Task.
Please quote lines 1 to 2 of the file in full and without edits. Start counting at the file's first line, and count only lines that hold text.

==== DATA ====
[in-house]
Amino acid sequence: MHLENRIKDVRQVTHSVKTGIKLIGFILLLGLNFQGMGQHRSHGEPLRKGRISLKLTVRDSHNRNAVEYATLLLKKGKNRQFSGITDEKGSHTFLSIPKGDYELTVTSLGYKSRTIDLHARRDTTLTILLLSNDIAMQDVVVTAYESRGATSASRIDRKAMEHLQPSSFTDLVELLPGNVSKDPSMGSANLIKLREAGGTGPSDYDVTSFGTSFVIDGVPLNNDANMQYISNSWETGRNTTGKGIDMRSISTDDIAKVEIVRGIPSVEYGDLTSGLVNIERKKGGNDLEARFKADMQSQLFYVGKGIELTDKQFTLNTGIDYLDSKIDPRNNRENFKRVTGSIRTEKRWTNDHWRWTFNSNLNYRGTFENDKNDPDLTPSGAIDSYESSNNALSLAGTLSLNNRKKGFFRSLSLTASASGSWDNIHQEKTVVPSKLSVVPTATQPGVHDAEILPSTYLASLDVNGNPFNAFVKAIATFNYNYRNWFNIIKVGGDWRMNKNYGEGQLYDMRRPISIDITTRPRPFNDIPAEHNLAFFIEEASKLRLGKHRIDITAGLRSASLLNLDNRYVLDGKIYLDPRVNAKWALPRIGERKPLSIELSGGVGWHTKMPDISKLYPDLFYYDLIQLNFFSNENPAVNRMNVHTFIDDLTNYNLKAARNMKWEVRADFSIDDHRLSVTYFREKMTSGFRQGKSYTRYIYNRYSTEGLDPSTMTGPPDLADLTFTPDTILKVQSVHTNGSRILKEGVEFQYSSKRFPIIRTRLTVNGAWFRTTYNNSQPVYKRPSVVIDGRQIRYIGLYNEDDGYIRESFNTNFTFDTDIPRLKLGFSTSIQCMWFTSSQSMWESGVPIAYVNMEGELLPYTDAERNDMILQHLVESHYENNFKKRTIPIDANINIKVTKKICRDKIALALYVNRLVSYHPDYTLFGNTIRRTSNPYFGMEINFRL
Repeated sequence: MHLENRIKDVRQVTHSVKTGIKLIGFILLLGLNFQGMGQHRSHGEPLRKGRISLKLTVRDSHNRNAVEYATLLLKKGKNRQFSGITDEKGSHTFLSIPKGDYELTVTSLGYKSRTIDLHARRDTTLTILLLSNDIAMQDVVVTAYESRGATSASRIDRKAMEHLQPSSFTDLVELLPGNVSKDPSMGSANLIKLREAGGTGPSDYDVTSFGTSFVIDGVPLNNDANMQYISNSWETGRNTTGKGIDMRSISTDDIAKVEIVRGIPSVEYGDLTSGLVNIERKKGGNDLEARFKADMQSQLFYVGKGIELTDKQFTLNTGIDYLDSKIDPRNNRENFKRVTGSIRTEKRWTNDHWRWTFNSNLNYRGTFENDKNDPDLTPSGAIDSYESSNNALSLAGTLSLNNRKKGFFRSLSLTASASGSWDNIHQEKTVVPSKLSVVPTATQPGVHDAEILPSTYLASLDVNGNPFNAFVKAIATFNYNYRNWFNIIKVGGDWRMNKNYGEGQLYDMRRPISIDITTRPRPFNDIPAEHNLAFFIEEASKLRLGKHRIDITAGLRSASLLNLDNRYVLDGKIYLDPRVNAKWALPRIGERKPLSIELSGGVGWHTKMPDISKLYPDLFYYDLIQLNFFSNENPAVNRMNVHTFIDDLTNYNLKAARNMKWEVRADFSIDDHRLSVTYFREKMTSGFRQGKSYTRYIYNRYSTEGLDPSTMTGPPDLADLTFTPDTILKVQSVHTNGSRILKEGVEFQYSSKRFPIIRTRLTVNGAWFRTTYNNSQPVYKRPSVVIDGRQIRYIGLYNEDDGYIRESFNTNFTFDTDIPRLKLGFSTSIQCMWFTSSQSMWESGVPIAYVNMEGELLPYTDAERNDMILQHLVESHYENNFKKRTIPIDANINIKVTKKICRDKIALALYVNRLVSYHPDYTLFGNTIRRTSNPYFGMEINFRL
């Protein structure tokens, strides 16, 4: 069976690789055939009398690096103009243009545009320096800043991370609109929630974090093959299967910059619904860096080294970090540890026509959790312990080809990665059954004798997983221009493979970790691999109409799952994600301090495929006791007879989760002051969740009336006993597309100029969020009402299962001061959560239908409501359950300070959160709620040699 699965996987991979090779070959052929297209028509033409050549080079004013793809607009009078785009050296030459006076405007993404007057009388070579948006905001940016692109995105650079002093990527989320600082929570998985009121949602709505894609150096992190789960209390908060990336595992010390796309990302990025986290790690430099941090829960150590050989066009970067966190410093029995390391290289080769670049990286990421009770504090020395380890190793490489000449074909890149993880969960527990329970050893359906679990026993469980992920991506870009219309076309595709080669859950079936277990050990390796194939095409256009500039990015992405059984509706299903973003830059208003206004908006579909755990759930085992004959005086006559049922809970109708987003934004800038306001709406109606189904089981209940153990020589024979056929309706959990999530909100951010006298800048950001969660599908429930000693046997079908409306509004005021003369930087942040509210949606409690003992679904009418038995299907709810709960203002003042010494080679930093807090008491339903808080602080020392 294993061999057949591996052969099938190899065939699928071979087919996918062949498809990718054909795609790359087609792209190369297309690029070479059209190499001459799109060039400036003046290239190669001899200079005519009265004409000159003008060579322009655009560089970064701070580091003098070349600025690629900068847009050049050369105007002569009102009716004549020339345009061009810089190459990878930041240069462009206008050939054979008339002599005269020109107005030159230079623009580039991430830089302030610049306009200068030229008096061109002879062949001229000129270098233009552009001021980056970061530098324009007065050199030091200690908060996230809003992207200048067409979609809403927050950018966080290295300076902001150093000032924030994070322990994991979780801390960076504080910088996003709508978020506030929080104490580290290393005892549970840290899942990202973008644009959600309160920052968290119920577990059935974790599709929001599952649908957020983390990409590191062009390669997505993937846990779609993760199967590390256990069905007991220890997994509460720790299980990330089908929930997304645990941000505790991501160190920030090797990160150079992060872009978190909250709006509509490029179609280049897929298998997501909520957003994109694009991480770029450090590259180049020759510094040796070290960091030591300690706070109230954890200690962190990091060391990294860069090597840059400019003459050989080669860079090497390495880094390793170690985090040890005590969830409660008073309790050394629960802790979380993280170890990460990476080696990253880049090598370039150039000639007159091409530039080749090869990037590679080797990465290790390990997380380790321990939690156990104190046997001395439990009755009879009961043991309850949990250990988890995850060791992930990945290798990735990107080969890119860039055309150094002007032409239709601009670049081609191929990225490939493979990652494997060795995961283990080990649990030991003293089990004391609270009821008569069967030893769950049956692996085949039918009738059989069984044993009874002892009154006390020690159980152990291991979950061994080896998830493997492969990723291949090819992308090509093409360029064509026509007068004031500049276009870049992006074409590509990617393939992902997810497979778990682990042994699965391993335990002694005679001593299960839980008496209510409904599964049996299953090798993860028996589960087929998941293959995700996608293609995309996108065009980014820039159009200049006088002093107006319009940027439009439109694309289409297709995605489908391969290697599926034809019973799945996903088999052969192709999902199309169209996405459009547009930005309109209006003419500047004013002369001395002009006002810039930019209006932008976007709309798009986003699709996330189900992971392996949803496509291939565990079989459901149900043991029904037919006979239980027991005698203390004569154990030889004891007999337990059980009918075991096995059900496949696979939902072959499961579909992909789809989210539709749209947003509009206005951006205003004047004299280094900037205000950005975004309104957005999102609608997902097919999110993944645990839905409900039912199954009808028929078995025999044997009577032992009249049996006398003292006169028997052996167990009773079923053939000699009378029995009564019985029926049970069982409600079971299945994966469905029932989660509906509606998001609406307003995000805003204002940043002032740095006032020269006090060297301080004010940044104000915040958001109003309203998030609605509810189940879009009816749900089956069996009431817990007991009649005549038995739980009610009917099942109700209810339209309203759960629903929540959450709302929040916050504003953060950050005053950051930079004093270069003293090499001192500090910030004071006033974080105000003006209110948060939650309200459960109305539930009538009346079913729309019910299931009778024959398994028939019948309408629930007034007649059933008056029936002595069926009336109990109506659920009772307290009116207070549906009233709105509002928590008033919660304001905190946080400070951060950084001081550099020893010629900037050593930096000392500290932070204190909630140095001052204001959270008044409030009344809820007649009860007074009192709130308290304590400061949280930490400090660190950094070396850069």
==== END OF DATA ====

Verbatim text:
[in-house]
Amino acid sequence: MHLENRIKDVRQVTHSVKTGIKLIGFILLLGLNFQGMGQHRSHGEPLRKGRISLKLTVRDSHNRNAVEYATLLLKKGKNRQFSGITDEKGSHTFLSIPKGDYELTVTSLGYKSRTIDLHARRDTTLTILLLSNDIAMQDVVVTAYESRGATSASRIDRKAMEHLQPSSFTDLVELLPGNVSKDPSMGSANLIKLREAGGTGPSDYDVTSFGTSFVIDGVPLNNDANMQYISNSWETGRNTTGKGIDMRSISTDDIAKVEIVRGIPSVEYGDLTSGLVNIERKKGGNDLEARFKADMQSQLFYVGKGIELTDKQFTLNTGIDYLDSKIDPRNNRENFKRVTGSIRTEKRWTNDHWRWTFNSNLNYRGTFENDKNDPDLTPSGAIDSYESSNNALSLAGTLSLNNRKKGFFRSLSLTASASGSWDNIHQEKTVVPSKLSVVPTATQPGVHDAEILPSTYLASLDVNGNPFNAFVKAIATFNYNYRNWFNIIKVGGDWRMNKNYGEGQLYDMRRPISIDITTRPRPFNDIPAEHNLAFFIEEASKLRLGKHRIDITAGLRSASLLNLDNRYVLDGKIYLDPRVNAKWALPRIGERKPLSIELSGGVGWHTKMPDISKLYPDLFYYDLIQLNFFSNENPAVNRMNVHTFIDDLTNYNLKAARNMKWEVRADFSIDDHRLSVTYFREKMTSGFRQGKSYTRYIYNRYSTEGLDPSTMTGPPDLADLTFTPDTILKVQSVHTNGSRILKEGVEFQYSSKRFPIIRTRLTVNGAWFRTTYNNSQPVYKRPSVVIDGRQIRYIGLYNEDDGYIRESFNTNFTFDTDIPRLKLGFSTSIQCMWFTSSQSMWESGVPIAYVNMEGELLPYTDAERNDMILQHLVESHYENNFKKRTIPIDANINIKVTKKICRDKIALALYVNRLVSYHPDYTLFGNTIRRTSNPYFGMEINFRL